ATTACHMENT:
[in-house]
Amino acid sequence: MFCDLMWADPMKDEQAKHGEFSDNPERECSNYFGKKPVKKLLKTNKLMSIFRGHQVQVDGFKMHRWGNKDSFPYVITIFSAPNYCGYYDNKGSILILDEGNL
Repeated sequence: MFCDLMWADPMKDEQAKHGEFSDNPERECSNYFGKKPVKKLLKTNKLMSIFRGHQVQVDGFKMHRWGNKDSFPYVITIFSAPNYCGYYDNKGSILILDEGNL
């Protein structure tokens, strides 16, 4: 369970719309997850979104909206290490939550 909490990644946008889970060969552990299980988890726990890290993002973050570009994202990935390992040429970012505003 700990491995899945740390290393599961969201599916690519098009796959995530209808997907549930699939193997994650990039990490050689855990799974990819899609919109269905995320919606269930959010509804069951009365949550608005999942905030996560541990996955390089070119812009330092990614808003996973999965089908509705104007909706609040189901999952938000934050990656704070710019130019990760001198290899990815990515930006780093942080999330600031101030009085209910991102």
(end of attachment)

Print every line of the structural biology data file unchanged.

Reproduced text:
[in-house]
Amino acid sequence: MFCDLMWADPMKDEQAKHGEFSDNPERECSNYFGKKPVKKLLKTNKLMSIFRGHQVQVDGFKMHRWGNKDSFPYVITIFSAPNYCGYYDNKGSILILDEGNL
Repeated sequence: MFCDLMWADPMKDEQAKHGEFSDNPERECSNYFGKKPVKKLLKTNKLMSIFRGHQVQVDGFKMHRWGNKDSFPYVITIFSAPNYCGYYDNKGSILILDEGNL
């Protein structure tokens, strides 16, 4: 369970719309997850979104909206290490939550 909490990644946008889970060969552990299980988890726990890290993002973050570009994202990935390992040429970012505003 700990491995899945740390290393599961969201599916690519098009796959995530209808997907549930699939193997994650990039990490050689855990799974990819899609919109269905995320919606269930959010509804069951009365949550608005999942905030996560541990996955390089070119812009330092990614808003996973999965089908509705104007909706609040189901999952938000934050990656704070710019130019990760001198290899990815990515930006780093942080999330600031101030009085209910991102």